How Vibration, Noise and Crosstalk can Cause Downtime
Vibration and noise are common in industrial environments like manufacturing and rail transport. The rumble of assembly lines can interrupt data transmission and connectors can be jarred loose. Think about how much vibration occurs as a rail car travels to its destination. Environments like these require a ruggedized product.
Here’s a Great Analogy: How Ridiculous Would It Be for a Rock Band to Practice Inside a Library?
Not only would that be disruptive, it would completely prohibit regular functions. The vibration and noise inside the library would be unbearable for others working inside that space. In the case of your industrial environment, the primary result of both noise and vibration is signal loss.
This is of particular importance with Ethernet cabling due to the fact that a higher bit error rate can arise, which is detrimental in the communication network required for uptime. The impact of signal loss is more severe for higher-bandwidth applications and at higher data rates.
First, let’s break this terminology down:
- Vibration: Continuous or rapid movement. In the case of your connectors, this movement can jar connections, ultimately loosening or even completely disconnecting them – which creates a loss in signal transmission.
Noise: Unwanted disturbance in an electrical signal, also known as interference. In the case of your cables, noise can occur when the individual layers experience vibration from an outside source (such as another machine or cable) and move relative to each other. This movement creates noise and results in crosstalk.
- Crosstalk: Unwanted transfer of signals between communication channels. In an industrial environment, there’s a lot going on at all times. Think of all the activities that happen on the plant floor at the same time – people and machines are constantly working, cutting, welding, driving and so on. Because of this, you have a lot more noise/frequencies and vibration than a typical environment. This additional noise interferes with the frequency of your connectors, switches, sensors and other devices, ultimately impacting their performance.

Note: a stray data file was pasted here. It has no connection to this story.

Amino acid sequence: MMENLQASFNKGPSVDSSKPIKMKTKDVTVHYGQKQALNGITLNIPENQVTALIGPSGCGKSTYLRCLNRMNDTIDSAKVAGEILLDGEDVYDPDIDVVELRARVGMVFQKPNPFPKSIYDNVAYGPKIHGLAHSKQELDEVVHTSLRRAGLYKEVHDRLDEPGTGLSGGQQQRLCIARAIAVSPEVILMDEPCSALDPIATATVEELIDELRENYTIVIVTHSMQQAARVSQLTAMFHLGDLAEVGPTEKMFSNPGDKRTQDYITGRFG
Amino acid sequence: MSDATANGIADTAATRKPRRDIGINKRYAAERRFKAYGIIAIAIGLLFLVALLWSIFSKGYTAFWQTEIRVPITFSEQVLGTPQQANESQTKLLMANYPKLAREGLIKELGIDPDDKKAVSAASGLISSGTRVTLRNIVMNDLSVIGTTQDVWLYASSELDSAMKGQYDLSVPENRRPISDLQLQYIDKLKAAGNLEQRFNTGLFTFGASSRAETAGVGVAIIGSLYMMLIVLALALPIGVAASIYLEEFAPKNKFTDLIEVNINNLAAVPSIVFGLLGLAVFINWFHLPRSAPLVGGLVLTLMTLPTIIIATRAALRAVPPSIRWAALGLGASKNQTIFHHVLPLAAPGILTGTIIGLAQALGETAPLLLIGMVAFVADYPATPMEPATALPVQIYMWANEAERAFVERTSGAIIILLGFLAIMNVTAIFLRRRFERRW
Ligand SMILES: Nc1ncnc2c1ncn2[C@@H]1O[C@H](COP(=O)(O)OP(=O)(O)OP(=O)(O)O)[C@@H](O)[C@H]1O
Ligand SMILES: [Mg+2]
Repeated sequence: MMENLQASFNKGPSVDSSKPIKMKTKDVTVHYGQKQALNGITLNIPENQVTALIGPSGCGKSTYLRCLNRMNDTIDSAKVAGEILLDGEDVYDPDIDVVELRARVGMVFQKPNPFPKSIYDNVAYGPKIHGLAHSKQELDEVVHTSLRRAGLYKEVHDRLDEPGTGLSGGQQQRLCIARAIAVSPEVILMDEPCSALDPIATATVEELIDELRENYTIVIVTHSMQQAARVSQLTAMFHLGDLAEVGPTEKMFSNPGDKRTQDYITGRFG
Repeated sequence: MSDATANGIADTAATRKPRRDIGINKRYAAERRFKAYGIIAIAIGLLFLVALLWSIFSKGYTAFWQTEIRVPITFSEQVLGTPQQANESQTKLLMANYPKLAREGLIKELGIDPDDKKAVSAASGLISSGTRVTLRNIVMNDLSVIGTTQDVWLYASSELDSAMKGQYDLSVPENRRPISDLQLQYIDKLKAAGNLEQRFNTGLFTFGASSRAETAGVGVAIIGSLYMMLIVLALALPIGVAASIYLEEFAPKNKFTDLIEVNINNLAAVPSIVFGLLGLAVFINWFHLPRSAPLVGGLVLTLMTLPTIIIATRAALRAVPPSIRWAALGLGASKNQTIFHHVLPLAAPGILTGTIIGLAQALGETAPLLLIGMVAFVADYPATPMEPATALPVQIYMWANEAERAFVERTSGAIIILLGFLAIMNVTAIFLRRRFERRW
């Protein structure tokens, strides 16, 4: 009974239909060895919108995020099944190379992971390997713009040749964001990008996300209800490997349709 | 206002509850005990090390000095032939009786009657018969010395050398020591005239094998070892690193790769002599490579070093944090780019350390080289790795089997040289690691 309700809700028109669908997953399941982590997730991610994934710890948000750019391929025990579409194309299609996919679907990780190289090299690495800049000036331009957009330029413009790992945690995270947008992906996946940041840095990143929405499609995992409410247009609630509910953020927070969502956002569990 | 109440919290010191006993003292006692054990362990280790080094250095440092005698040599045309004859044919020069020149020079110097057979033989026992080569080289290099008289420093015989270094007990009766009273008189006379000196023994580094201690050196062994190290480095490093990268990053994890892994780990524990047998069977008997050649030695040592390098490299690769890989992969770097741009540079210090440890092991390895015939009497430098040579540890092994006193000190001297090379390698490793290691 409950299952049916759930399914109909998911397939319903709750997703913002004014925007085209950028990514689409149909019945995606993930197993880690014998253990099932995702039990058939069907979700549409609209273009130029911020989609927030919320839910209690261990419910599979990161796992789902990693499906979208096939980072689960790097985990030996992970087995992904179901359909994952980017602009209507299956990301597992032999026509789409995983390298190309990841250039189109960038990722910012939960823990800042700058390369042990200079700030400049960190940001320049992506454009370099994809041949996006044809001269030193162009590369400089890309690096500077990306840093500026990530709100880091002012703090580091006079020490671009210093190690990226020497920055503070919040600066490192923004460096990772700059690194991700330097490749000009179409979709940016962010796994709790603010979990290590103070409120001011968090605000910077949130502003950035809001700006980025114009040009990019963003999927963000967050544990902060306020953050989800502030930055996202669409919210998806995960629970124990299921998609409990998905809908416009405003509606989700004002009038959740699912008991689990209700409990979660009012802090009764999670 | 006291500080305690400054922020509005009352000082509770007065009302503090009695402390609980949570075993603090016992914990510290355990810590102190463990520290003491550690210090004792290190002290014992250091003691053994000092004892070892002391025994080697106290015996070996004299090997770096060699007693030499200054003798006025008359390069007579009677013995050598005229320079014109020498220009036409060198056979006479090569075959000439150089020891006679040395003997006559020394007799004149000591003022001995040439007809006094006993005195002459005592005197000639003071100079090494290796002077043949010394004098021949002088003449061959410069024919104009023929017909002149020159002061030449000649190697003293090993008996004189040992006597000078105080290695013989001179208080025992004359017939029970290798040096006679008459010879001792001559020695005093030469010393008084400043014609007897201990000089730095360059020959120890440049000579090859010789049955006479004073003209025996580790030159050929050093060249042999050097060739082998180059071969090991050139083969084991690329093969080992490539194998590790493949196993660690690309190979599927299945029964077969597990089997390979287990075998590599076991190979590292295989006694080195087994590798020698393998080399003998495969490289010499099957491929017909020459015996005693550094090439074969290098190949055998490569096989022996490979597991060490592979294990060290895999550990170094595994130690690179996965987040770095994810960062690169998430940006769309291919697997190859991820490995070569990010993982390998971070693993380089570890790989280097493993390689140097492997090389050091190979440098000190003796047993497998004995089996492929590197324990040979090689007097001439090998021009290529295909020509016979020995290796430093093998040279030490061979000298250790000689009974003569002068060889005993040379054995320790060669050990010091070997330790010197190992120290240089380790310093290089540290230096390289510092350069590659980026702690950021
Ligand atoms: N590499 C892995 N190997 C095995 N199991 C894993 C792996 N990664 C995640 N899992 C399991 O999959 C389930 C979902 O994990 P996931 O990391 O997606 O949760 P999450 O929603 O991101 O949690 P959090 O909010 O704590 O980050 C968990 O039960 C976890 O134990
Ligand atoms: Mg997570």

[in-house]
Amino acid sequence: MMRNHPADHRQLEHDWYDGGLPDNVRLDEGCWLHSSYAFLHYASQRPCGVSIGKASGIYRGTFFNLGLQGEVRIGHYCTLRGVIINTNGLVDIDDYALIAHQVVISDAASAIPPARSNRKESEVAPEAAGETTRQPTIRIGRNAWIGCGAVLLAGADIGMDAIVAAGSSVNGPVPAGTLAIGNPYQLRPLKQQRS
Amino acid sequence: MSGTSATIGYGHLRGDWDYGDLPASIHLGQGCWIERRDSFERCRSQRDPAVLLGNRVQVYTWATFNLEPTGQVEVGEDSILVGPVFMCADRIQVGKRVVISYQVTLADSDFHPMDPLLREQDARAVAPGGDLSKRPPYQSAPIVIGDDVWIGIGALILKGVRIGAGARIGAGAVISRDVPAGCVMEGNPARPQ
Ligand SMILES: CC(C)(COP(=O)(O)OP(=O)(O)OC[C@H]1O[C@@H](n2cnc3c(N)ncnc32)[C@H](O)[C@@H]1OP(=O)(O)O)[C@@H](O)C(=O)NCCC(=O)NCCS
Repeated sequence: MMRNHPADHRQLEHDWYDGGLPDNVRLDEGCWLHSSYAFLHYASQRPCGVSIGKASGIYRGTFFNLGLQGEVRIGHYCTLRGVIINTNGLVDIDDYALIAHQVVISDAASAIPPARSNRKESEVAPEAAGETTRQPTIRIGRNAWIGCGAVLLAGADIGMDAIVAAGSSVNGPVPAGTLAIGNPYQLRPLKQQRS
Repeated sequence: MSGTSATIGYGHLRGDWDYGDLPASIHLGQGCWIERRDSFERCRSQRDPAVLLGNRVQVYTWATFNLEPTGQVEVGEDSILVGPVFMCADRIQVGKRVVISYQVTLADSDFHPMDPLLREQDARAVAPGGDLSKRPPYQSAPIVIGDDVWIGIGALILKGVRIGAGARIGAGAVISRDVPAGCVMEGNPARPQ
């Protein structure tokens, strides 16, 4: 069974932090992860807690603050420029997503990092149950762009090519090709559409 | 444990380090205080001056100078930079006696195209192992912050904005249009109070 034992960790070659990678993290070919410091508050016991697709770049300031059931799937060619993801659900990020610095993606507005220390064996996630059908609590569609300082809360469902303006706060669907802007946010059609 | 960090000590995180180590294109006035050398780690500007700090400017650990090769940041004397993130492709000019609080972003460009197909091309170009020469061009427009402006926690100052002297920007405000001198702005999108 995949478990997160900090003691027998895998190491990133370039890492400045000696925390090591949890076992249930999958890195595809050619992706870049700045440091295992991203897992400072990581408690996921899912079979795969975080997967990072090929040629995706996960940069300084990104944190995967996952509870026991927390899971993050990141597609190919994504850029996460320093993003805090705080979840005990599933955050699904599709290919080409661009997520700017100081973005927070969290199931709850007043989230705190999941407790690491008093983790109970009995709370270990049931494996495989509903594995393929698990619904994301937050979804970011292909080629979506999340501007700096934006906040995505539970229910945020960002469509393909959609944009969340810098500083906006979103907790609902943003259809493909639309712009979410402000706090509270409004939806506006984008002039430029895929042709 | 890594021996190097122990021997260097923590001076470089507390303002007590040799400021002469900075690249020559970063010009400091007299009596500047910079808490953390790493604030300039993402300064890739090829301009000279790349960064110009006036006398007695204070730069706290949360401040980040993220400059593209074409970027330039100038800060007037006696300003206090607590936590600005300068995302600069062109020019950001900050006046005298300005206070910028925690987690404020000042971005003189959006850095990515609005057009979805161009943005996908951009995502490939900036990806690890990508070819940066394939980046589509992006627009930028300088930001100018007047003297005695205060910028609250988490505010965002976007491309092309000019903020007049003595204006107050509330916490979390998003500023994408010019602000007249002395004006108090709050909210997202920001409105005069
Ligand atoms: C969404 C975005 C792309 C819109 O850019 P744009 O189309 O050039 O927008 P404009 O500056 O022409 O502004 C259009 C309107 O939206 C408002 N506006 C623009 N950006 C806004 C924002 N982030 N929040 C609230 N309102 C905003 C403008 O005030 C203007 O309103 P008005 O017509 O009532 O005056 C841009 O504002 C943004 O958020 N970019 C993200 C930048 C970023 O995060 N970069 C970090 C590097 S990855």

What Really Happens to Connectors When Exposed to Noise and Vibration?
The short answer is, if your connectors are not meant to withstand the environment they are in, they don’t work. At least, they don’t work the way you want them to. Products are manufactured to perform specific functions in specific environments.
Connectors in industrial settings need to incorporate adequate shielding protection to prevent the impact of noise. In terms of vibration, the connector needs to be designed to ensure vibration does not compromise the physical integrity of the connection. “Regular” connectors (not industrial-grade) are not created to function in areas where vibration and noise is present, resulting in data loss and even downtime.
Look for these characteristics:
- Bonded-Pair Technology: Patented technology that helps protect cables from the impact of noise and abrasion, Belden’s bonded-pair technology prevents gaps between the twisted pairs and maintains the physical integrity of the pair.
Shielded Cabling: In many cases with Ethernet cabling, the use of Belden Bonded-Pair technology reduces the need for an investment in shielded cabling by providing protection against noise at a lower cost. Another option is Belden’s patented Beldfoil shield technology which provides the best shield protection when compared against similar products on the market.
- M12 Ethernet Connectivity: Provides a threaded connection with IP67 (and in some cases IP69K) protection, preventing the impact of vibration jarring the connectors loose. This connectivity mates with Ethernet switches (Hirschmann OCTOPUS series) and I/O Modules (Lumberg Automation LioN-Power series). We also have a patented 100% shielding technology incorporated into the right-angle M12 connectors, which provides greater noise protection in the body of the connector.